English mystic and autobiographer whose dictated life story, The Book of Margery Kempe, is considered the first autobiography in English. A well-to-do matron who bore 14 children, Kempe started having visions and received the "gift of tears" shortly after her first pregnancy and began a series of pilgrimages that took her across Europe and throughout the Holy Land. Illiterate but opinionated, Kempe did not shy from theological argument and challenged clergy and commoner alike; but she also sought guidance, especially from the anchoress Julian of Norwich. Her disruptive behaviors and defiance of authority resulted in a trial for heresy, but she was found innocent. Following divine inspiration, Kempe dictated her Book as a record of her spiritual life. Idiosyncratic to a fault, the Book is a picaresque travelogue as well as a testament of faith.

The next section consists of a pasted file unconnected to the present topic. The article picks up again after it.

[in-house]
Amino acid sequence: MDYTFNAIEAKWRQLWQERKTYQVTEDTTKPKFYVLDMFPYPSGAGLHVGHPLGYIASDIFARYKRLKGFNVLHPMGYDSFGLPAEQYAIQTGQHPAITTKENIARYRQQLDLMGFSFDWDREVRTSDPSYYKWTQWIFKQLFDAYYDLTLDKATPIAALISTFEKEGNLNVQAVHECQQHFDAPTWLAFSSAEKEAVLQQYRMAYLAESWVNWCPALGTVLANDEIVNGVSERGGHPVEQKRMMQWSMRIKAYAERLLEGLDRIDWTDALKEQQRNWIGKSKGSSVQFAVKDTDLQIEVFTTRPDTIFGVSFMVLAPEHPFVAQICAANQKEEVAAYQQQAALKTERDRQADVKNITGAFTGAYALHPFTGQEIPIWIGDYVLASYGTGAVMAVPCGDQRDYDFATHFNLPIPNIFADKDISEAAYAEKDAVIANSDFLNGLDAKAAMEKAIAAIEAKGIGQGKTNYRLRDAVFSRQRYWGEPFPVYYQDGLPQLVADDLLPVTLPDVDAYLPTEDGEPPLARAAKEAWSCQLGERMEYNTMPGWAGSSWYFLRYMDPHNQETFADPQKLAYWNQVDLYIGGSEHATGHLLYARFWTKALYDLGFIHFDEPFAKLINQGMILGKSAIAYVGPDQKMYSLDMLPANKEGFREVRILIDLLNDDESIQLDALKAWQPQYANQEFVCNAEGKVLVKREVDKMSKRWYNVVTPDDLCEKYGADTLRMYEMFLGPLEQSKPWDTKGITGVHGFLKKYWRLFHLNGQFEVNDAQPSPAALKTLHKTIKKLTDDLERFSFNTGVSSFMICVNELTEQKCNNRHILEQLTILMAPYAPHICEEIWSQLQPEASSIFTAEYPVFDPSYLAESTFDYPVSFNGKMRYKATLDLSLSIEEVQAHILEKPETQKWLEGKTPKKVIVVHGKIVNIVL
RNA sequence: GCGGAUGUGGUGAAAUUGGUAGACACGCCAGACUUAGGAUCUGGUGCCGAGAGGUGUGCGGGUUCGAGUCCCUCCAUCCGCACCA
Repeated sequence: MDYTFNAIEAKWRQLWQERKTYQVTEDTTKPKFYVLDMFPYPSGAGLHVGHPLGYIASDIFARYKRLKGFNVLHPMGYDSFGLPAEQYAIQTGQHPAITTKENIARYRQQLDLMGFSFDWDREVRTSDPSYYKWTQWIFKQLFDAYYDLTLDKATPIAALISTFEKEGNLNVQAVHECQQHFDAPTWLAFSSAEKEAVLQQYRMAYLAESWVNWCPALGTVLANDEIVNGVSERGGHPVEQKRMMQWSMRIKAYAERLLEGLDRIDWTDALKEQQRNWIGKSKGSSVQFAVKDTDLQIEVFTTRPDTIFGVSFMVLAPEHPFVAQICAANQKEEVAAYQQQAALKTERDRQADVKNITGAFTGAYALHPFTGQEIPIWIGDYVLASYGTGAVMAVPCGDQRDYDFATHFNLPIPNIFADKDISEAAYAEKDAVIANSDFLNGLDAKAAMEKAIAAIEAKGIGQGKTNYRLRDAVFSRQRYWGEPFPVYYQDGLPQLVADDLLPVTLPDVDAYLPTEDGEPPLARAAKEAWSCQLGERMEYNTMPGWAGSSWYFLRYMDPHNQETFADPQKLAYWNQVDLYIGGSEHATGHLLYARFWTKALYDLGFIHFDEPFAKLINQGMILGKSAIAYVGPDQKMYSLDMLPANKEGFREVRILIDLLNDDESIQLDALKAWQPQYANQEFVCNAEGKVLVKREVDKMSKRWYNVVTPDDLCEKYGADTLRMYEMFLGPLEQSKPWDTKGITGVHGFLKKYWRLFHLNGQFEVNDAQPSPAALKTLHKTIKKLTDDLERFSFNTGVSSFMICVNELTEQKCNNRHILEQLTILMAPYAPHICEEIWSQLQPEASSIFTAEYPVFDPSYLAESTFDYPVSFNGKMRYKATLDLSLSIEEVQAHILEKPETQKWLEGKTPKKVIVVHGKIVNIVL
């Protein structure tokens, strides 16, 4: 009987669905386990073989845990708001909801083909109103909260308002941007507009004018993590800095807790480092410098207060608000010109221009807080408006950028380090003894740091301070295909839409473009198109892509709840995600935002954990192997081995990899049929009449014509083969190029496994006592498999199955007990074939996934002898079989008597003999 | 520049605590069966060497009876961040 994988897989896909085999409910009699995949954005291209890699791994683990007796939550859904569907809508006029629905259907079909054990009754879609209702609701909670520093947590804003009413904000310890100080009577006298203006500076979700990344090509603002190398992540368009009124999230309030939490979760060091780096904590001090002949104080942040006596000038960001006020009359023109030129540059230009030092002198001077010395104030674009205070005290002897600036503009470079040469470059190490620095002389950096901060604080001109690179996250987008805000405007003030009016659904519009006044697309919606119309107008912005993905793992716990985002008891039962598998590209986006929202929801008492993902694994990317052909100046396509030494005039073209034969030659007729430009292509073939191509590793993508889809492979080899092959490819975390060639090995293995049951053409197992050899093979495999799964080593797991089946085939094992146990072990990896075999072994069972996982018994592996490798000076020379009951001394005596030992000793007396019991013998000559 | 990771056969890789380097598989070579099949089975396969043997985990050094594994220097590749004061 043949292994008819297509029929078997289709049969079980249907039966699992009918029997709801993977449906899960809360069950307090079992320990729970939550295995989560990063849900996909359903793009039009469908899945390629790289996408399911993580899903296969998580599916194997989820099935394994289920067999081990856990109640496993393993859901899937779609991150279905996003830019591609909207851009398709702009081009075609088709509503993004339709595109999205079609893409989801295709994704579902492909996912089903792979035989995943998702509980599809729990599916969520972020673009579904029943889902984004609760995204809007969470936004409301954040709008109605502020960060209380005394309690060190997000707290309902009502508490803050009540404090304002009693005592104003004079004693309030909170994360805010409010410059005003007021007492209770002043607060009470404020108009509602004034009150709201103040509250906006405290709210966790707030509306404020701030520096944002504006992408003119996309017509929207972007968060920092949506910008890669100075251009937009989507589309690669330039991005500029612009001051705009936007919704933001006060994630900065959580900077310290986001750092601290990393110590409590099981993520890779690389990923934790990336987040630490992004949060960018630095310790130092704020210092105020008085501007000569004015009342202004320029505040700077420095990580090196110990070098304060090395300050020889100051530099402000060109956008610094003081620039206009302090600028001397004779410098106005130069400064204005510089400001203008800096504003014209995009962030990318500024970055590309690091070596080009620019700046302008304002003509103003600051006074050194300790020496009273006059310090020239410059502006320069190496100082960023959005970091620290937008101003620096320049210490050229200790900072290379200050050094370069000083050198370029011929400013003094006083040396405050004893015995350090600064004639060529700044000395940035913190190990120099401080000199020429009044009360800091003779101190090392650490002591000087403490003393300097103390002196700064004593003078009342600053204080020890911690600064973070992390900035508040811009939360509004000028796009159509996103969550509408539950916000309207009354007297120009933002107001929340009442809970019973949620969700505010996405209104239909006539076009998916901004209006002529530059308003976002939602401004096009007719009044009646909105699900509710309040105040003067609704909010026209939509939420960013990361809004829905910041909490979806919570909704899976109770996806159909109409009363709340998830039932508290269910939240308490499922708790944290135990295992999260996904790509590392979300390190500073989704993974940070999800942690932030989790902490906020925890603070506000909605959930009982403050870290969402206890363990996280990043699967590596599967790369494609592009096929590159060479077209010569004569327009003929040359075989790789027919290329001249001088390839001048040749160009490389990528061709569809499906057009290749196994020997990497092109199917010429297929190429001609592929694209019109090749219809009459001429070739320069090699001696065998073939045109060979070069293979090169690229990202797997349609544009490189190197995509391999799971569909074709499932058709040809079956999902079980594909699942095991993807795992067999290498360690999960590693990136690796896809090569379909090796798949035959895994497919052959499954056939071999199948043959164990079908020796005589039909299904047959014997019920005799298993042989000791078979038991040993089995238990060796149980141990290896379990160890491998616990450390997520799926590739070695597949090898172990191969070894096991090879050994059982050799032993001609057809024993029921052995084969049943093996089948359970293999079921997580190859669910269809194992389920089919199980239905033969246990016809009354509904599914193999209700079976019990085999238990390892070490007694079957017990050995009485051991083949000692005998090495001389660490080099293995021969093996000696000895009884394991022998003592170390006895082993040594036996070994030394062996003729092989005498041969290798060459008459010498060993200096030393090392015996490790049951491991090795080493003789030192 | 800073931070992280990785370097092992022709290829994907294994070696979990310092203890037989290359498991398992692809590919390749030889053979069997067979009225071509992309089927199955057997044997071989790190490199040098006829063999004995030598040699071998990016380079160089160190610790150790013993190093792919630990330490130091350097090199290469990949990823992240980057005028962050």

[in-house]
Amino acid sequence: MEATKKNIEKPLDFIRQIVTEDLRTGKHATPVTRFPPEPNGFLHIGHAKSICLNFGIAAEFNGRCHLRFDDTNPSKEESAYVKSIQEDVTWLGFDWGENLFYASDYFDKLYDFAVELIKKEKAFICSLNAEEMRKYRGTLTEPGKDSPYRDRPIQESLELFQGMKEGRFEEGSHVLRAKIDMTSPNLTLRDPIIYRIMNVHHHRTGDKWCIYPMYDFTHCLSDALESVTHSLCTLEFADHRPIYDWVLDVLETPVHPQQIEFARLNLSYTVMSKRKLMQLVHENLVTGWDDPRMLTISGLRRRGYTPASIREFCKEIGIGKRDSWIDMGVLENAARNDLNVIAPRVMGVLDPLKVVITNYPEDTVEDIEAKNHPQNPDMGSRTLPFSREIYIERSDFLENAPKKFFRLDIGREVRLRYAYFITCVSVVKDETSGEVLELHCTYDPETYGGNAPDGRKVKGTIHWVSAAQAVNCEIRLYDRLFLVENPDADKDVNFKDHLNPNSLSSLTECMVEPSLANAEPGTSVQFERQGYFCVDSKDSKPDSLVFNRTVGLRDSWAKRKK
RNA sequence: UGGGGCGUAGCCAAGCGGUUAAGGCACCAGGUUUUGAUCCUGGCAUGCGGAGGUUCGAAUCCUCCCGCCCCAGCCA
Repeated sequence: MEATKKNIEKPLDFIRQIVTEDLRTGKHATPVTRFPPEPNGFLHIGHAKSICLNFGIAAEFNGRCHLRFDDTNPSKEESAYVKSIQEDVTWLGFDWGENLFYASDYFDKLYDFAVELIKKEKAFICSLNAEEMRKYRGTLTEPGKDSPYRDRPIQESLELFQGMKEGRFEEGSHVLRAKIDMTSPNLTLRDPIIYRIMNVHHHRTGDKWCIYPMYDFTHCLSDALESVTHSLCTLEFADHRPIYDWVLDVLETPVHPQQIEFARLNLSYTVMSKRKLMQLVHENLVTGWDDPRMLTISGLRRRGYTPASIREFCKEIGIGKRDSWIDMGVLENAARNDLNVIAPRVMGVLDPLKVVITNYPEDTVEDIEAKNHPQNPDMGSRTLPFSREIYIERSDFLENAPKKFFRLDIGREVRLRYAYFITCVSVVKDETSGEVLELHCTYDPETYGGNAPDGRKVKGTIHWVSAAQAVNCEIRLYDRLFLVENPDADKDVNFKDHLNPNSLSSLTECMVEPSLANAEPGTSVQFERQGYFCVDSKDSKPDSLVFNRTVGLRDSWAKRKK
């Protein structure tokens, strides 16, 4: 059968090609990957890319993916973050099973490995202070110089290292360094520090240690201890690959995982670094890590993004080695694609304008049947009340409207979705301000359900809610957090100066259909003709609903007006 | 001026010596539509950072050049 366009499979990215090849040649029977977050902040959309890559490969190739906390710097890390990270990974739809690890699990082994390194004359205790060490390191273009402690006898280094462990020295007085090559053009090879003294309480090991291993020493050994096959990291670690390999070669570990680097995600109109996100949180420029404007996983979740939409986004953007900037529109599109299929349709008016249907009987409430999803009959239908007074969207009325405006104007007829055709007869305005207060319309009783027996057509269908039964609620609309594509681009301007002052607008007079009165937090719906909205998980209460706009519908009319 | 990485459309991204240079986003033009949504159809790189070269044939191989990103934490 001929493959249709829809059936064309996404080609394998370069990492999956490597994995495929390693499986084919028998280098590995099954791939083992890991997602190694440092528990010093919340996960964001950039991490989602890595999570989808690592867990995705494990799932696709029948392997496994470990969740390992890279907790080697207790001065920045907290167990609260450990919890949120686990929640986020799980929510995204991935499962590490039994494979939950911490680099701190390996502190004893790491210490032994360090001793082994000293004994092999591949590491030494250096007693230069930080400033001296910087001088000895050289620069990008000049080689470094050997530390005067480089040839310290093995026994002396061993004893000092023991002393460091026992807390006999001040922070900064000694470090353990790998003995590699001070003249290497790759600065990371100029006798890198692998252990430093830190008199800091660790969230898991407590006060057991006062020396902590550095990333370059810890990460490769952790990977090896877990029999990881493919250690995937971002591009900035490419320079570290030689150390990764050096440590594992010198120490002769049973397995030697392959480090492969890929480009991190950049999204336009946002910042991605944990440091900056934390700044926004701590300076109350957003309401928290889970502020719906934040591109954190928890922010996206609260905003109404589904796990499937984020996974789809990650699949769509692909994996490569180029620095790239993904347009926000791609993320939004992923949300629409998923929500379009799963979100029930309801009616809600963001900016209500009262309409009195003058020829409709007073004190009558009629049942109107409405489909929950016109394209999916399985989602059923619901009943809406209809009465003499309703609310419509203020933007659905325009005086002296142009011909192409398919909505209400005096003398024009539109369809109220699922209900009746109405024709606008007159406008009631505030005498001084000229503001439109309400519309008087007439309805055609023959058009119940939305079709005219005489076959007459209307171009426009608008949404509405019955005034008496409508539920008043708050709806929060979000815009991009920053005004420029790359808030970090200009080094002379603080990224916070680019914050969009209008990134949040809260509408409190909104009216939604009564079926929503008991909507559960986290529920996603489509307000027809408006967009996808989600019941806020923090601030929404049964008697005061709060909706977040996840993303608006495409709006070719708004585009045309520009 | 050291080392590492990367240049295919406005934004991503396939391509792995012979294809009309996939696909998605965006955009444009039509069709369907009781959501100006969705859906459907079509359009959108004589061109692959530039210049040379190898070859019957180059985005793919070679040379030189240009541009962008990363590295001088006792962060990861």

"Margery Kempe." Science and Its Times: Understanding the Social Significance of Scientific Discovery. . Encyclopedia.com. (September 15, 2019). https://www.encyclopedia.com/science/encyclopedias-almanacs-transcripts-and-maps/margery-kempe
"Margery Kempe." Science and Its Times: Understanding the Social Significance of Scientific Discovery. . Retrieved September 15, 2019 from Encyclopedia.com: https://www.encyclopedia.com/science/encyclopedias-almanacs-transcripts-and-maps/margery-kempe
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